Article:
The upside of Bob’s Burgers #1 is that it reminds you strongly of an episode of the show; the downside is that the episode it reminds you of isn’t one of the better ones. The book is set up as an anthology, with one story for each of the five members of the Belcher family. First, there’s “Tina’s Erotic Friend Fiction Presents: My So-Called Life as a Horse”; followed by a one-page sketch of “Burger of the Day Ideas: TV Catch Phrase Burgers & Hits of the 80s Burgers”; “Louise’s Unsolved Mysteries and Curious Curiosities: Picture Day”; “Letters from Linda: Dear ‘Apparently You’re Parenting' Magazine”; and finally, “Gene Belcher Presents: The Boy in the Burger, the Musical.”
The kids’ stories in this book are pretty solid. They have high, simple stakes, like stories that the kids themselves come up with in the show. They’re messy and don’t concern themselves much with tying up or resolving the conflicts they create early on, but they do capture a lot of the spirit of the kids’ characters. Tina’s friend fiction reads exactly like a 13-year-old girl who’s obsessed with the Equestranauts deciding to write herself into their universe. God knows your humble reviewer wrote a few of those involving himself and a vicious hybrid of the Pokemon universe and the Harry Potter universe back in the day (and he hopes his mom did not save those printed out tales).
Bob and Linda’s segments are both basically one-page gags. They aren’t bad by any means; again, very true to the characters. Bob is brainstorming the best possible nicknames for his burgers, and Linda is finding new and exciting ways to drink wine in her everyday life. They both feel a touch underdone, especially as each of the kids’ stories only really heavily features the other kids and not their parents.
The art in the issue is a little too on-point, if that makes sense. There are comics like Regular Show and Adventure Time that keep the aesthetic of their source material but still allow the artists to bring their own style to the table. They let the style serve the artist. In the case of Bob’s Burgers, it seemed like each story could have been a series of storyboards for the actual show. There was almost no individual flavor to the episodes, which is one of the main selling points for me on a TV tie-in comic book. If I wanted to see the show looking exactly the way it looks on TV, I’d just watch the show, y’know?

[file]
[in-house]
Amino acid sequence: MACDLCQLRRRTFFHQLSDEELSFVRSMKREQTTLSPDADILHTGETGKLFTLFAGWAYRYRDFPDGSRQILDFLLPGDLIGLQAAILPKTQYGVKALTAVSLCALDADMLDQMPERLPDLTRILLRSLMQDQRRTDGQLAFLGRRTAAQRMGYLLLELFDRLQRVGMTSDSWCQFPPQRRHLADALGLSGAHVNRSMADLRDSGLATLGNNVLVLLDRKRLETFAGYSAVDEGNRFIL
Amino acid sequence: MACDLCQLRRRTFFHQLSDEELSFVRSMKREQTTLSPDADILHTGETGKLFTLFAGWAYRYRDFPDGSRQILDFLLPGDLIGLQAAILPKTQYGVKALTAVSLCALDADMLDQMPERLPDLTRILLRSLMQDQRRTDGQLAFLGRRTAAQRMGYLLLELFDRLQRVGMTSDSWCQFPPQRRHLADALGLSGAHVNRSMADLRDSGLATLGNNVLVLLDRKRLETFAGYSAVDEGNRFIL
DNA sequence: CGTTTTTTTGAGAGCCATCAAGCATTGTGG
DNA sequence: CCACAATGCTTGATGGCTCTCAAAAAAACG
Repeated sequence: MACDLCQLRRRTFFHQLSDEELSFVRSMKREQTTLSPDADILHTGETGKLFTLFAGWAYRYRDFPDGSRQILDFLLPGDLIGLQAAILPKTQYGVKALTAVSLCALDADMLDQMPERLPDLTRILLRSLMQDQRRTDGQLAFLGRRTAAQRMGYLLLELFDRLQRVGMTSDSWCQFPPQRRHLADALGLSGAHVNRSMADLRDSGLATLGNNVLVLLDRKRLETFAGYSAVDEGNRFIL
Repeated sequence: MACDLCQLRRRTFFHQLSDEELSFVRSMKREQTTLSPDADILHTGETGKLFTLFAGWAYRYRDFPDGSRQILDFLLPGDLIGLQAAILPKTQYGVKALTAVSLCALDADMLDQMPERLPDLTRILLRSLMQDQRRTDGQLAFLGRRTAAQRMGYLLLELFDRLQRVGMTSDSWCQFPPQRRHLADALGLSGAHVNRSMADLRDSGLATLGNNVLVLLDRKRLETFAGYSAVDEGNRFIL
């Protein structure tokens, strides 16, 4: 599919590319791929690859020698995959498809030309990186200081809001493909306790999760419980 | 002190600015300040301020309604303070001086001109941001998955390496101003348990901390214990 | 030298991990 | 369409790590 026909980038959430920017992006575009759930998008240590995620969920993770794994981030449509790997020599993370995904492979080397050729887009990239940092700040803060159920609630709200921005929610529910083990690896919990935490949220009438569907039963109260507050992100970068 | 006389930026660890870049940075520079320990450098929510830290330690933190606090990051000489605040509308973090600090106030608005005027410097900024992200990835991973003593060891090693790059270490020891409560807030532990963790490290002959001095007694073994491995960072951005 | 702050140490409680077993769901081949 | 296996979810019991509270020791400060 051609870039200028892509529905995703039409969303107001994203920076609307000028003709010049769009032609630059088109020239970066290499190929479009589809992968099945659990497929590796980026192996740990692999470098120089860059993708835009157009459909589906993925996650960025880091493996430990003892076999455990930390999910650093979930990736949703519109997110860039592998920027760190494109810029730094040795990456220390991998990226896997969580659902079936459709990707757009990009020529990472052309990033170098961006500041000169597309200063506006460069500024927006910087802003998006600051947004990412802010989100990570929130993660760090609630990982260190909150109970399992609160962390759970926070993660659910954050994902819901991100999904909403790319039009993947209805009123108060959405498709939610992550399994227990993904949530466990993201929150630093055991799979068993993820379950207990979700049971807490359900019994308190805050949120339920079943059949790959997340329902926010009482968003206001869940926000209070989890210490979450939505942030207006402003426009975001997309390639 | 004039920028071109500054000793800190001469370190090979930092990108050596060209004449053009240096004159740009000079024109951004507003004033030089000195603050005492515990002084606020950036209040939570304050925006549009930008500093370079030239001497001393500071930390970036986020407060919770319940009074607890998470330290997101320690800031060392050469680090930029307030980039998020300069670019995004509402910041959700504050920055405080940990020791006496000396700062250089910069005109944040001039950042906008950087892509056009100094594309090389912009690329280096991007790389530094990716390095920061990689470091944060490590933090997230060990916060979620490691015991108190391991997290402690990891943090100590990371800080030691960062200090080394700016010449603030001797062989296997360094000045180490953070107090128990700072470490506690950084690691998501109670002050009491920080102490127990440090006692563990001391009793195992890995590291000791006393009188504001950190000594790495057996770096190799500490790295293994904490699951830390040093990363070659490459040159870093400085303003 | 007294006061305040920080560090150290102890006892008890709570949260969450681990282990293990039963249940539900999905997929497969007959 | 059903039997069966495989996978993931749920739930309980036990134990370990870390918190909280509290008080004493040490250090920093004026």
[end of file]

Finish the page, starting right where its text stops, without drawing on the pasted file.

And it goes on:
Overall, this issue seemed scattered and rushed. There were a lot of simple mistakes; in one page, in huge balloons, the Equestranauts address the arch-villain as “Xander” and “Xandar.” (It’s pedantic, but come on. Someone edited this book, and they’re drawing a check to make sure things like that don’t happen.) Some of the pages were just single page gags about the Thundergirls, or the fact that Jimmy Jr. likes to dance. Instead of bringing those things organically into the story, they were sharp elbows in the ribs that ask, “Hey, remember that? From the show? That was hilarious, right? Aren’t you glad you dropped four dollars on this book?” It’s something I’d expect from MAD magazine, but from a comic book, I expect some sort of narrative quality.
The biggest misstep from the writers in this book is limiting the Belchers to a few pages. The anthology episodes of the show are its weakest, because the Belchers thrive on long-form narratives that allow them to grow and change; to get better. The Belchers are not the traditional, unsolvable sitcom family, and even though the episode scenarios get a little outlandish, they always ground the problems in an emotional reality of a regular family that owns a struggling small business, but who love each other. This book makes quick gags out of the struggles of the Belchers and expects us to thank them for it.
Writers: Mike Olsen, Jeff Drake, Rachel Hastings, Justin Hook Artists: Brad Rader, Tony Gennaro, Frank Forte, Bernard Derriman Publisher: Dynamite Entertainment Price: $3.99 Release Date: 8/27/17 Format: Print/Digital